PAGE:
A selection of books about the capital. All can be found in or ordered from your local independent book shop.
You've seen the video, right? The tandoori lamb chop from Tayyabs that went into space? That was all for Nikesh Shukla's book Meatspace — or that was the plan, at least. The camera went missing and the footage was recovered months after the book came out (though handily in time for the paperback). But we're here for the book, not the chops. Meatspace is a funny and touching look at our relationship with the internet, and who we are online. (Are you really as funny as your Twitter account? No, us neither.)
Kitab and his brother Aziz have doppelgangers: Aziz heads to New York to find his, whereas Kitab's stalks him to his London home and royally messes with his life. With chapter headings that reflect what browser tabs Kitab has open, Google searches and even fights with blog commenters, we couldn't stop chortling in public. Brilliant stuff — not that we'd expect any less from this guy.
This is an eccentric look at London through the eyes of an eccentric. Our heroine, Odeline Milk, is young, exceptionally naive and a mime artist. She's moving into a canal boat in Little Venice after the death of her mother. She's determined to make it big and also to find her father, who she imagines to be a great practitioner in the art of clowning. There's not much in the way of plot, here: Fellowes is more about character, preferring to feel her way around ordinary people and normal human friendships. There's a lot of personal growth.
Seeing the world through Odeline's eyes is also very funny, and you might just find yourself remembering the way you first looked at London.
The Longest Fight by Emily Bullock
Jack Munday is about to be hanged. He's admitted his crime but not said another word about it. Pierrepoint does the deed and then we're immediately whipped into Jack's backstory. He's a Camberwell boxing promoter, eyeing up a new protogee and looking after his baby sister. And now here he is as a boy, scrapping through the south London streets, avoiding his violent father and falling in love. The plot unwinds itself slowly in languorous prose which, in general, feels like savouring a hearty meal, though it can bog down some of the boxing scenes.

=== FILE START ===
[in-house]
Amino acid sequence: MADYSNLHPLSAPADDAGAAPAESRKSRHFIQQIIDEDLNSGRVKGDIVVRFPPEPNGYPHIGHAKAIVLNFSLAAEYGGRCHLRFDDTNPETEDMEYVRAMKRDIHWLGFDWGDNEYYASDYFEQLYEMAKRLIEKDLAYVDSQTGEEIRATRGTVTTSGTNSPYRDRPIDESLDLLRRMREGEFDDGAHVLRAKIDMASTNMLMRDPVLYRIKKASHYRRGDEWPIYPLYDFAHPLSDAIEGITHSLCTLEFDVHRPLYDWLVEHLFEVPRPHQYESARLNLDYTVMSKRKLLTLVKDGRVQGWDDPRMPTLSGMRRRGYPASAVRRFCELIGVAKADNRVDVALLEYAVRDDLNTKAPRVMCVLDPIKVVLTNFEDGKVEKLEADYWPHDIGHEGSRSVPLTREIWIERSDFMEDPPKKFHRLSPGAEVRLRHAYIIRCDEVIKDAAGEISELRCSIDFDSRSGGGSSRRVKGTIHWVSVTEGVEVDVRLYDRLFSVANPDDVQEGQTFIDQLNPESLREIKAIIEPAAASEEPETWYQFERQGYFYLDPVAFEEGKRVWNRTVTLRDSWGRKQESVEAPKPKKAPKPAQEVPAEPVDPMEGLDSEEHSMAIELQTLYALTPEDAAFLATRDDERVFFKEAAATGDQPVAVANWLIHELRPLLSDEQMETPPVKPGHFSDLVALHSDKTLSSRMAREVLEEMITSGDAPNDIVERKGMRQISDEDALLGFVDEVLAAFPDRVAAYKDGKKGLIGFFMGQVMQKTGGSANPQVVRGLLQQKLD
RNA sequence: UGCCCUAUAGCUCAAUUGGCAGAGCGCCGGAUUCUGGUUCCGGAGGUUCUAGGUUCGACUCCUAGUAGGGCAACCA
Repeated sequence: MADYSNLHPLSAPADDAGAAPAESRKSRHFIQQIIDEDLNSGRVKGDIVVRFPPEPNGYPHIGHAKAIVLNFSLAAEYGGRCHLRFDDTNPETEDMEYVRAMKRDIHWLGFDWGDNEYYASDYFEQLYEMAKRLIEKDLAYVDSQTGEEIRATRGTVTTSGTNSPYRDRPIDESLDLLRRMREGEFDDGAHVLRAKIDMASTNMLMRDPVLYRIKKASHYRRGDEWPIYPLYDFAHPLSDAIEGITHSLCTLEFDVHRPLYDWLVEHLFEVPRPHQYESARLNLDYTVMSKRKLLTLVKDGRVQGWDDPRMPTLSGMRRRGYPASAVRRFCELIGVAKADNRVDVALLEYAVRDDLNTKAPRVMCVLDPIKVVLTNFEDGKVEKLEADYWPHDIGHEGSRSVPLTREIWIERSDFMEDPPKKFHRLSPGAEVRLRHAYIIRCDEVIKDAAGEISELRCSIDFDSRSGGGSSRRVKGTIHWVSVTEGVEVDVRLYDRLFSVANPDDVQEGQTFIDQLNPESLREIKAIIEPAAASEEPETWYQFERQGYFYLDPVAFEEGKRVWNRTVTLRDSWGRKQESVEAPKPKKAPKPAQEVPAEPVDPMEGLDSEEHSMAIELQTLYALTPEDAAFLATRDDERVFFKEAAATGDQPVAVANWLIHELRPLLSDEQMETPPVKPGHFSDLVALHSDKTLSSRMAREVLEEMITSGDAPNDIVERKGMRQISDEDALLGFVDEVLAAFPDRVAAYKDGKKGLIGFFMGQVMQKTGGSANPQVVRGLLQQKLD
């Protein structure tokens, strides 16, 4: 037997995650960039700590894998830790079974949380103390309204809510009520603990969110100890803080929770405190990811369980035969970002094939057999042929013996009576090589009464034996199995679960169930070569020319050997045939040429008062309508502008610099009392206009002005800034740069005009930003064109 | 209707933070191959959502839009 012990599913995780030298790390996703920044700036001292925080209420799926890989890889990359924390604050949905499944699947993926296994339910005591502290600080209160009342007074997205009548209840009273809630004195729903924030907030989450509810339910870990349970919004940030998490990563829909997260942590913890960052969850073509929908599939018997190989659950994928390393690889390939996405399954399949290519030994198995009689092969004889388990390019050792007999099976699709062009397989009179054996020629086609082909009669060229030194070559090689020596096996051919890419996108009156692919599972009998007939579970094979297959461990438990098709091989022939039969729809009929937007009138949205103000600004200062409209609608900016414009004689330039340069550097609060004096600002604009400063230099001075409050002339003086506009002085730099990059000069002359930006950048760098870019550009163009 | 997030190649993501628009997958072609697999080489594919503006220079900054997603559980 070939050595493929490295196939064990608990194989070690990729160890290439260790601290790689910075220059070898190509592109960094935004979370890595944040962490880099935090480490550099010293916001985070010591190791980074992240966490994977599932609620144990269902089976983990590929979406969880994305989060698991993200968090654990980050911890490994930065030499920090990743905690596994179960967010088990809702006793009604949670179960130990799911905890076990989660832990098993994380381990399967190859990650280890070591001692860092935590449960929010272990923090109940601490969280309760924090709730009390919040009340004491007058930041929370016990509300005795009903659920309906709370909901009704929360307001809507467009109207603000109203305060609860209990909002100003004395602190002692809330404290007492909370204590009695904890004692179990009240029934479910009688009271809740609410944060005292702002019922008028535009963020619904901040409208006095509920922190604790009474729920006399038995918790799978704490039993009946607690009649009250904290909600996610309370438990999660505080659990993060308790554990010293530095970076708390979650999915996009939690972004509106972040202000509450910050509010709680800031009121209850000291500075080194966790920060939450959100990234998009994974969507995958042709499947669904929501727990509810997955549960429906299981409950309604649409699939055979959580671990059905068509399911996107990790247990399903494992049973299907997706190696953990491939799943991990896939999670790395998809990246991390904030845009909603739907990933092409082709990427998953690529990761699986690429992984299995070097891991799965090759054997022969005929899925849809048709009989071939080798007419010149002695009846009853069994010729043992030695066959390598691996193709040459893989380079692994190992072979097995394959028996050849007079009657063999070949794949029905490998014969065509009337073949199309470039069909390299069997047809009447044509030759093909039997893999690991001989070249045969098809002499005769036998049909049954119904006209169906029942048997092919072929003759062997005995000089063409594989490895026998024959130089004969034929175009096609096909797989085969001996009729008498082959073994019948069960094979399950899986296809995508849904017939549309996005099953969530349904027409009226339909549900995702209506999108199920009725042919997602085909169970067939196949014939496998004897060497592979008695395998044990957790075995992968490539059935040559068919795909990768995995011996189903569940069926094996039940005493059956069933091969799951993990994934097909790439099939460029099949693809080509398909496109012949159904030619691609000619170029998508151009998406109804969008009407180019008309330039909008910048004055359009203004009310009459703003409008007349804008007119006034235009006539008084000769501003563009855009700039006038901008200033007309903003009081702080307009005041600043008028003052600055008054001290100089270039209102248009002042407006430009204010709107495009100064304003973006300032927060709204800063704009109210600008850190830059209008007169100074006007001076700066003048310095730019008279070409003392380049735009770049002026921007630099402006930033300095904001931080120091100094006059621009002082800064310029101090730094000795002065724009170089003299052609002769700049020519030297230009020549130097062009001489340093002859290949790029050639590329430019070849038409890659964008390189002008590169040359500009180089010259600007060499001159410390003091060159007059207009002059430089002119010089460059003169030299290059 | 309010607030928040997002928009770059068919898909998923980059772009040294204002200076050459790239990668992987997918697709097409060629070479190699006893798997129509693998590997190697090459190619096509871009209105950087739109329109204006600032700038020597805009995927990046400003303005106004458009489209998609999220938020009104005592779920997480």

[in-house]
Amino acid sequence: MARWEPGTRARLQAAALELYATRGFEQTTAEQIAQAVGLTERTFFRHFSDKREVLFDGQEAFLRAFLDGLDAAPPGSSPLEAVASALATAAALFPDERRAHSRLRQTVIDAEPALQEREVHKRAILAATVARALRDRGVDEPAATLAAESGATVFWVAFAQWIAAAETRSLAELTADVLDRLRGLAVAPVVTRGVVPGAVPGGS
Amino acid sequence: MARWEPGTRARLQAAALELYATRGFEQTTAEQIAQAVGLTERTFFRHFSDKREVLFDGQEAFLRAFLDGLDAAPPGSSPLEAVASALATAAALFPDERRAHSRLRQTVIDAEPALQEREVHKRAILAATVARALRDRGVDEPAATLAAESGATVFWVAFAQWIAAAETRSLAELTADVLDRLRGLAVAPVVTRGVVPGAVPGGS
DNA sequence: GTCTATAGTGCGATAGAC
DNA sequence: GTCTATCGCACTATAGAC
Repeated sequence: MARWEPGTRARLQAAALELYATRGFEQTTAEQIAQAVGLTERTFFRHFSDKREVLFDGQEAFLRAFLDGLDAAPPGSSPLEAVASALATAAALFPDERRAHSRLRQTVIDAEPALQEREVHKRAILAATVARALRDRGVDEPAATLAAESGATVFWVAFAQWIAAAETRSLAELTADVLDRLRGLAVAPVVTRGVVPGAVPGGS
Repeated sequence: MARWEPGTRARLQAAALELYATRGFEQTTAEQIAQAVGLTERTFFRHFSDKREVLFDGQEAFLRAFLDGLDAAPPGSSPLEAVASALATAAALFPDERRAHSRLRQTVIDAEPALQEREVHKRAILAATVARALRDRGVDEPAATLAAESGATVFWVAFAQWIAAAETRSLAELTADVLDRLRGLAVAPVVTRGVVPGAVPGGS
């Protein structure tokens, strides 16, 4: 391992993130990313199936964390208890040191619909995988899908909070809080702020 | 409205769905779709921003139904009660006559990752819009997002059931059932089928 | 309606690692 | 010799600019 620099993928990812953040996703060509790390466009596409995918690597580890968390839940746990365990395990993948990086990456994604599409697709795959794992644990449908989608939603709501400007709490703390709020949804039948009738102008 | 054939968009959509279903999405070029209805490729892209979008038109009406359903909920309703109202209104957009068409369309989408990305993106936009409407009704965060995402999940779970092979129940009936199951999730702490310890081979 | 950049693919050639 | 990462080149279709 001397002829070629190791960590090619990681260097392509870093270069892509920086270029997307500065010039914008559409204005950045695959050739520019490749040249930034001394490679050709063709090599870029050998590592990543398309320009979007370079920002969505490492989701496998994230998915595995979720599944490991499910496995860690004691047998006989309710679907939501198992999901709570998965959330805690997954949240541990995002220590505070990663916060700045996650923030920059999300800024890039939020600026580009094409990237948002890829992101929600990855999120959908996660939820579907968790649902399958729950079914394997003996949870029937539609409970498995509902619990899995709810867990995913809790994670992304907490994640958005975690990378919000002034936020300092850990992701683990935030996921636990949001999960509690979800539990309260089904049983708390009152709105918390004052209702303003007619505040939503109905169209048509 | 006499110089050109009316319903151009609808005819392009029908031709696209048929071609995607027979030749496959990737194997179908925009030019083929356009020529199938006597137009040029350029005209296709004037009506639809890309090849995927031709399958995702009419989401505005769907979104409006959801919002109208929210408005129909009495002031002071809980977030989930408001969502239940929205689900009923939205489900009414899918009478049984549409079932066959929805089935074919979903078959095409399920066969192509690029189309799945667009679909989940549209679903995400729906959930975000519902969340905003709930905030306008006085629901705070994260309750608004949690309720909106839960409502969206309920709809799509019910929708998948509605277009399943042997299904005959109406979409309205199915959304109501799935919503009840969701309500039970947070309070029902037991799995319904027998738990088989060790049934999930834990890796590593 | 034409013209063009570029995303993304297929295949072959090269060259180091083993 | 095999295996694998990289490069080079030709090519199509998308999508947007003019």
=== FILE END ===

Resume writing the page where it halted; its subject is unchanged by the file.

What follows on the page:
The real meat, however, is in the depiction of pre-war and 1950s London: Peckham and Soho in all their smoggy glory. We got lost in this world of backstreet boozers, sweat-reeking boxing clubs, trams and the struggle to make good (the real 'longest fight'). Highly recommended.
Published 15 February 2015 and will be available to buy direct from the publisher.
Here's another book that opens with a hangman's noose, though this time delving much further back into history. It's 1688 and the Glorious Revolution is brewing — as is the drink available at all London's fashionable coffee houses. Calumny Spinks is just the poor son of a weaver, skilled in mimicry, lying and not much else, yet he ends up embroiled in various plots of varying likelihood as long-held enmities of religion, trade and politics swirl around him.
Again, like The Longest Fight, Piers Alexander has clearly put in his hours down the British Library and the research shows without being showy. London is brought to life in all its 17th century sights and stinks — we dare you to meander the path of the Fleet again without involuntarily gagging — and if the characterisation and plot occasionally feels a bit far fetched (all gobby teenage redheads will take heart at Calumny's ability to shag his way across the city), the little historical nuggets will keep you going through the 400+ pages.